Preview of a coming controversy

President Bush has said that he will veto legislation Congress is likely to pass calling for federal funding of embryonic stem cell research on stem cell lines other than those previously approved by the administration. It would be the first time Bush has used his veto power.
This issue divides conservatives and it’s easy for me to see why, since I’m of two minds about it myself. On balance, while I admire Bush for taking a principled stand on the issue, I tend to think he’s taken the wrong stand.
On the one hand, I agree that the human embryo in any form or context has intrinsic moral significance. On the other hand, to the extent that embryos at fertility clinics that are going to be discarded anyway can be used for potentially life-saving research, a pro-life argument arises for supporting the research.
President Bush tried to balance these competing pro-life concerns early in his administration when he approved federal funding for embryonic stem cell research involving a limited number of stem cell lines taken from embryos that had already been destroyed. I admired the moral seriousness of this attempt. But whether he struck the right balance turns, in my mind, on an empirical question — how far can researchers get using those stem cell lines and stem cells from non-embryonic sources.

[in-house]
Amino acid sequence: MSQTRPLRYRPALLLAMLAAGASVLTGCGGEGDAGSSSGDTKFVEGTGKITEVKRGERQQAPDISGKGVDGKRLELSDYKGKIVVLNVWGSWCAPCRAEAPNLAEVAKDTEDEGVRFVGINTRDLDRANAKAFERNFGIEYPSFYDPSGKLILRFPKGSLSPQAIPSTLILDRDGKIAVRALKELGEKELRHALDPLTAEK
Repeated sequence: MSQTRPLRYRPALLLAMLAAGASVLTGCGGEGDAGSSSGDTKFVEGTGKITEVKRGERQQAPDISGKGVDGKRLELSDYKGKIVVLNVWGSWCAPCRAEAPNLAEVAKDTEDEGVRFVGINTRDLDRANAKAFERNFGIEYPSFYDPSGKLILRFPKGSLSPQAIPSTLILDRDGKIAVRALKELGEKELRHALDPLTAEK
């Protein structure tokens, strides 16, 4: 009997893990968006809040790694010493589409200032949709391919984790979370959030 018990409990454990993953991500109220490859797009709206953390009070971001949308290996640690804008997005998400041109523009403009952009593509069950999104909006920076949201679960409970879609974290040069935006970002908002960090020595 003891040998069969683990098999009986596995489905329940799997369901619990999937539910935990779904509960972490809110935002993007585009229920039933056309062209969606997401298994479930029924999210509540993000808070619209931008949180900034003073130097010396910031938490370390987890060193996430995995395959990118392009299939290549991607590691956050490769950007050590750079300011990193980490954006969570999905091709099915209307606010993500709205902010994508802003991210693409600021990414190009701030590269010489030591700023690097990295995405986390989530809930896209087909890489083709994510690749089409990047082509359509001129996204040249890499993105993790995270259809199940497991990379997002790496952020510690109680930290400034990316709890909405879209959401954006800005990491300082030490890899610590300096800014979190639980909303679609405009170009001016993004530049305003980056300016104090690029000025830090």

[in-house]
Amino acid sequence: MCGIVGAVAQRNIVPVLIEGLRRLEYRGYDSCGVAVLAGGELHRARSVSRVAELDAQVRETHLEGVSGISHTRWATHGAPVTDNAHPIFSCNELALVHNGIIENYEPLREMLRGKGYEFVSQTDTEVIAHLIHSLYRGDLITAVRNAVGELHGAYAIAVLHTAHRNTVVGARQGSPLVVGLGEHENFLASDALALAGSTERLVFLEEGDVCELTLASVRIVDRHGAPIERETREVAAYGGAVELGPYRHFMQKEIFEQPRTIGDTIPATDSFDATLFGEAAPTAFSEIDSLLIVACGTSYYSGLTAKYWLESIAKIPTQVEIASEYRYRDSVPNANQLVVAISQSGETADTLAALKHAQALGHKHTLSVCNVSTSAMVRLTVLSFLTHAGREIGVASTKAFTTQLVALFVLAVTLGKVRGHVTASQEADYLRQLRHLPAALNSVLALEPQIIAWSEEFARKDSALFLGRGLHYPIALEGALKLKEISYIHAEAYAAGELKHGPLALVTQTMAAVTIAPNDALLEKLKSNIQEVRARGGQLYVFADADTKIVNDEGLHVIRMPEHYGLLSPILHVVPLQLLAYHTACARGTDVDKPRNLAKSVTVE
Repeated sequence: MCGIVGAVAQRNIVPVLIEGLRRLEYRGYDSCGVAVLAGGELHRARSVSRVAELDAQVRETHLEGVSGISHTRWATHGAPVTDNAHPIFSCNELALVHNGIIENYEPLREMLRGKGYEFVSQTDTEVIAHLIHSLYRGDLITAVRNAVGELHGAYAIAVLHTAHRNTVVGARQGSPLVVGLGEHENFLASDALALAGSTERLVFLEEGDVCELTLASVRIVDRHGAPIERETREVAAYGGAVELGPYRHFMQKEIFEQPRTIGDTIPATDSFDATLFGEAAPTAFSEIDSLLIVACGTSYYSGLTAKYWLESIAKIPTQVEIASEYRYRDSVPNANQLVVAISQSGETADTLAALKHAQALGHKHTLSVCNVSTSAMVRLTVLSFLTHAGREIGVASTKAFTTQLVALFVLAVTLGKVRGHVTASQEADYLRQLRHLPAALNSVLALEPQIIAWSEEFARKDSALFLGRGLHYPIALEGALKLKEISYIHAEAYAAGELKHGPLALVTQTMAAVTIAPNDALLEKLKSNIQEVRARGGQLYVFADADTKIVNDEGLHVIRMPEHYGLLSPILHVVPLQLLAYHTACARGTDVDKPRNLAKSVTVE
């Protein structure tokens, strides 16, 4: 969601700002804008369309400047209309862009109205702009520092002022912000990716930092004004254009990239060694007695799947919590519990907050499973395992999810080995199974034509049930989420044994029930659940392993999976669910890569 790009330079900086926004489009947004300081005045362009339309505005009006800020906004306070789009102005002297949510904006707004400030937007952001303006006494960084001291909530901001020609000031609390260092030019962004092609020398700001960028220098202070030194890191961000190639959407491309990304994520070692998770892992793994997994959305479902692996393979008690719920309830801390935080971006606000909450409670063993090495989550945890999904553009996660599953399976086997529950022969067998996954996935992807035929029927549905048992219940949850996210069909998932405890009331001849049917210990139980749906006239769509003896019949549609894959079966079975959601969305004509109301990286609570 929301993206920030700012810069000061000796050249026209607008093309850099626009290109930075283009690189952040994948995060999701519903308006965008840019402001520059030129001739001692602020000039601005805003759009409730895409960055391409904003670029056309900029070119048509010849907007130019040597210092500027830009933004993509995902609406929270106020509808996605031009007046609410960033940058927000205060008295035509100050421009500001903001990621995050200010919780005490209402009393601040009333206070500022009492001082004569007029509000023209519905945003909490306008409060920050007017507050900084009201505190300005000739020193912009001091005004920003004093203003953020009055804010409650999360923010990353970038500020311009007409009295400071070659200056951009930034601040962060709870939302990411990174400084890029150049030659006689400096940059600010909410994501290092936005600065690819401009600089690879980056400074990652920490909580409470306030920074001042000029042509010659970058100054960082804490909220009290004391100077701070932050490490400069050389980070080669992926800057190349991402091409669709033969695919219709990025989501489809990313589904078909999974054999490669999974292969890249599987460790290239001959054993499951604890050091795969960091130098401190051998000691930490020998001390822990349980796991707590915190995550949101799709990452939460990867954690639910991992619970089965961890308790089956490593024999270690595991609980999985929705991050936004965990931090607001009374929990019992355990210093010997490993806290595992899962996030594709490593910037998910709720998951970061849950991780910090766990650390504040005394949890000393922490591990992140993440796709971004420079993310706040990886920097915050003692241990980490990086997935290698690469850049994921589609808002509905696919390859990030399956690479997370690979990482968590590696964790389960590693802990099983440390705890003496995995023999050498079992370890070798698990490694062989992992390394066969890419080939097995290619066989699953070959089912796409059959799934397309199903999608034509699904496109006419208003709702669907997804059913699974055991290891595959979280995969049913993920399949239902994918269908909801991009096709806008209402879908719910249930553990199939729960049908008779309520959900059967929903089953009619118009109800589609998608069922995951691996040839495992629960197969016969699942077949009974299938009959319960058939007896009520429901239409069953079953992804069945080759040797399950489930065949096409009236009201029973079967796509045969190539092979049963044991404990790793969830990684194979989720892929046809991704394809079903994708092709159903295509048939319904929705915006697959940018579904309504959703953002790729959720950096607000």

Unfortunately, the question is not easily answered. More precisely, perhaps, it is too easily answered. Scientists are all over the lot on the question, and the issue is so hot politically that it’s difficult to trust the science.
But on balance, as I read the evidence, the scientists who argue that existing stem cell lines are insufficient have the better case. In addition, their views are consistent with the intuitive notion that the likelihood of advances is increased significantly through diversity. Thus, I’m inclined to believe that the president is on the wrong side of this issue.


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